Most volunteer teaching jobs are unpaid. However, many of these programs provide housing, meals, and other enriching activities in exchange for your time. Summer camp teaching jobs are usually aimed at college students or graduates and provide compensation in the form of hands-on experience and visa sponsorships. This is common in Europe, where it might be hard to get a visa to work in the EU otherwise.
Short-term teaching jobs at a language school are the most likely to provide a set hourly rate, which will vary depending on the country.
Next Steps to Teaching Abroad
The Next Steps
You’re packed and ready to go. Now all that’s left is doing your job. Here are a couple of hints for making lesson plans, which will guide you and your students for the entirety of your stay. While it’s best to have a daily lesson plan, doing them a week in advance helps you stay flexible and adjust to the pace of the class.
- Know your age range Think about what their learning level is. What and how you teach should be vastly different for beginners English in elementary school and advanced English in a college setting.
- Set goals. Decide what you can accomplish in one lesson. How long is the class? What is the one main idea you would like to pass on for the day? In addition, how long are you planning to stay? Can you accomplish your goals during your short term teaching term?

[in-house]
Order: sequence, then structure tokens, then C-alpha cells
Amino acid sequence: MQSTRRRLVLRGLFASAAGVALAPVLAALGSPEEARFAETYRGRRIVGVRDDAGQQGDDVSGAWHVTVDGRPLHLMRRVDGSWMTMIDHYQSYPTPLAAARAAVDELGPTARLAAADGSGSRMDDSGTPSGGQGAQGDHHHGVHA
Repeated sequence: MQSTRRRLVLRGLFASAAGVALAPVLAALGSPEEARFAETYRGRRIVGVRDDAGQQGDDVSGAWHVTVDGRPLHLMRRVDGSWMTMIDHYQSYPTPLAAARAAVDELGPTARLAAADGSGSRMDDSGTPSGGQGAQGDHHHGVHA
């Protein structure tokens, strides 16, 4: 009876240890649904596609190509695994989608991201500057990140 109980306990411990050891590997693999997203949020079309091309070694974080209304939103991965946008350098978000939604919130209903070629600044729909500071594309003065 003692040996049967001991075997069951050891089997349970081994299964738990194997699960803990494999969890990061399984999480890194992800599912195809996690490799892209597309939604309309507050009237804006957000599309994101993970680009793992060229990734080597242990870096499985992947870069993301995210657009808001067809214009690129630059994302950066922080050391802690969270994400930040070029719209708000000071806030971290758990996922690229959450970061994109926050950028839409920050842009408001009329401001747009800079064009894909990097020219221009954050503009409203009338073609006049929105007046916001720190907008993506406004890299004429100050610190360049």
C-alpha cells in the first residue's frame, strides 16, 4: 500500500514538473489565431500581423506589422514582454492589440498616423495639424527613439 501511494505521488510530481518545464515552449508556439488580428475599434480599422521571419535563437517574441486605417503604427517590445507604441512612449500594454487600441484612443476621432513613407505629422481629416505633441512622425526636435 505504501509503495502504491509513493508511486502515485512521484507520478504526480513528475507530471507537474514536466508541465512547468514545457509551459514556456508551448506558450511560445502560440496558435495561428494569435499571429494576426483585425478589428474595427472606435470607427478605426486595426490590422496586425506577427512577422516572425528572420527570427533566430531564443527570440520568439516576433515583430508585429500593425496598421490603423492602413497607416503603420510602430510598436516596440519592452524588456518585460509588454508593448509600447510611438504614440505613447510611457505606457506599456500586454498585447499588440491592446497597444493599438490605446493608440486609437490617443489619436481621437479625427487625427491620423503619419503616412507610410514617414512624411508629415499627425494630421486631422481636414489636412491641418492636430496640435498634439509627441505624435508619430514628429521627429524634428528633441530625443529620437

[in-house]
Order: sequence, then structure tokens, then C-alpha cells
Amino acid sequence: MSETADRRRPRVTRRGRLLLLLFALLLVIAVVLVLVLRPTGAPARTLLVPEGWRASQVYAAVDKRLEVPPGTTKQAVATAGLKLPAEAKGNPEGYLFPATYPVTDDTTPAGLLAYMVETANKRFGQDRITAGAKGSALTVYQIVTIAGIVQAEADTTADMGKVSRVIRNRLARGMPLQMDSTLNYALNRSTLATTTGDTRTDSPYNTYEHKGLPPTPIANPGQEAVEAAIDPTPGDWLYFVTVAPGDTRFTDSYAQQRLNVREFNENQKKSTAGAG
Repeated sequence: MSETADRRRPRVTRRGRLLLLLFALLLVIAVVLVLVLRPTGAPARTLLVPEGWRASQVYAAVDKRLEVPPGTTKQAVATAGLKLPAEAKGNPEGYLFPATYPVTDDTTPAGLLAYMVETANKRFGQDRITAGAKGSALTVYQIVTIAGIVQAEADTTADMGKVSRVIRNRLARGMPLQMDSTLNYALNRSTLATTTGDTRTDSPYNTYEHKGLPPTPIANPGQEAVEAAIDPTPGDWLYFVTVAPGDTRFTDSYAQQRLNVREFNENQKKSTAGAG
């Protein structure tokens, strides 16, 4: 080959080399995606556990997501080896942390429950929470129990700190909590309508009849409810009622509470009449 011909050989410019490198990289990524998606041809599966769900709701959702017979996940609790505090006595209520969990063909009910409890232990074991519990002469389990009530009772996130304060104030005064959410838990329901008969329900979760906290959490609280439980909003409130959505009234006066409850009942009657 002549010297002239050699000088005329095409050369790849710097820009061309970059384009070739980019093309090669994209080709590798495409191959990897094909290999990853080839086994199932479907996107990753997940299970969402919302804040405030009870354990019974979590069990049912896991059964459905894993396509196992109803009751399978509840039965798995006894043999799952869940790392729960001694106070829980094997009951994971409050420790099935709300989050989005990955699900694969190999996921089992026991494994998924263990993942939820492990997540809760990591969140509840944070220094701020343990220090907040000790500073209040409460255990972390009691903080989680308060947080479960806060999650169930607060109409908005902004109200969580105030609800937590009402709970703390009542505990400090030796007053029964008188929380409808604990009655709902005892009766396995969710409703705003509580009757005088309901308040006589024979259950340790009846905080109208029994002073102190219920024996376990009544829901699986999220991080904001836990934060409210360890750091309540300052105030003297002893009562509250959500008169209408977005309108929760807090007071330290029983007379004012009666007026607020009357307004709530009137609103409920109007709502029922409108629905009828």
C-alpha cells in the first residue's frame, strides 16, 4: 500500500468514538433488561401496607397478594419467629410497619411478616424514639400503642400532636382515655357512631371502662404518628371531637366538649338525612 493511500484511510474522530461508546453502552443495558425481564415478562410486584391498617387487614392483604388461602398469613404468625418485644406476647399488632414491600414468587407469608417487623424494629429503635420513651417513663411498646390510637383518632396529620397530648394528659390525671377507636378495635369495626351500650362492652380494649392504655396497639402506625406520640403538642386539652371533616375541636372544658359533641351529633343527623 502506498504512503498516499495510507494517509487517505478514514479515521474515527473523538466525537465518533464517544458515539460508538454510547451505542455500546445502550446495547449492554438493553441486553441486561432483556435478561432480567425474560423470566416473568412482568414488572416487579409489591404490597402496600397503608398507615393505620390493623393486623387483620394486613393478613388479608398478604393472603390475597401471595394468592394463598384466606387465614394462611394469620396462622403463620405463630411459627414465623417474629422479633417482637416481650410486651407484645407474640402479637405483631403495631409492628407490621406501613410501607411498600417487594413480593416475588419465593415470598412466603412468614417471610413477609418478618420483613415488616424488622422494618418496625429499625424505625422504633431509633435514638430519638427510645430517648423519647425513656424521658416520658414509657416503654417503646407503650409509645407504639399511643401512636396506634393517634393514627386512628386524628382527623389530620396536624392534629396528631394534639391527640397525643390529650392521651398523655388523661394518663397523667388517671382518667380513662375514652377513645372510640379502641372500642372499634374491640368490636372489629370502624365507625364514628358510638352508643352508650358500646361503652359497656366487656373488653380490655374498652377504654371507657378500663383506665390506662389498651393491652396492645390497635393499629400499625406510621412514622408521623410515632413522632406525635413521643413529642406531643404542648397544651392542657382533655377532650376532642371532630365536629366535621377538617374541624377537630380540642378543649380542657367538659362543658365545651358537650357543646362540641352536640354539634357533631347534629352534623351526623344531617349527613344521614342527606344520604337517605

- Create activities. Think of a warm-up, main lesson, and a wrap-up. Include what you will assign as homework, so you can tell if they soaked up all the information.
- Prepare materials. Make a list of everything you’ll need for the activities,
whether it’s games, slides, computer programs, or chalk. Get creative to keep
your class involved!
Short-term Teaching Programs
Frequently Asked Questions
When is the best time to apply for a short-term job teaching English?
The best time to apply to a short-term teaching job is a month or two before your desired start date. This will give you time to complete your application, get your visa situated, and your transportation to and from your program location. For example, you should apply in the late spring if you'd like to work at a summer language camp or in the fall if you want to teach over the winter break.
What qualifications do you need for a short-term teaching job?
While you usually need a bachelor's degree and a teaching certificate (like a TEFL) to be a full-time English teacher abroad, many short-term teaching jobs have fewer requirements. Most importantly you need to be a native English speaker. Some programs may also require proof of university or college attendance.
How can I get a summer job abroad?
If you're looking for a meaningful and fun job to fill your summer, consider teaching English abroad. As one of the most popular summer opportunities, English language camps are a great way to meet new people, get teaching experience, and travel to a new location.
How long are short-term teach abroad programs?
You can find almost any kind of time-frame you're looking for, ranging from one week to 10 days to a few months. Programs that are considered short-term are usually those that last less than six months.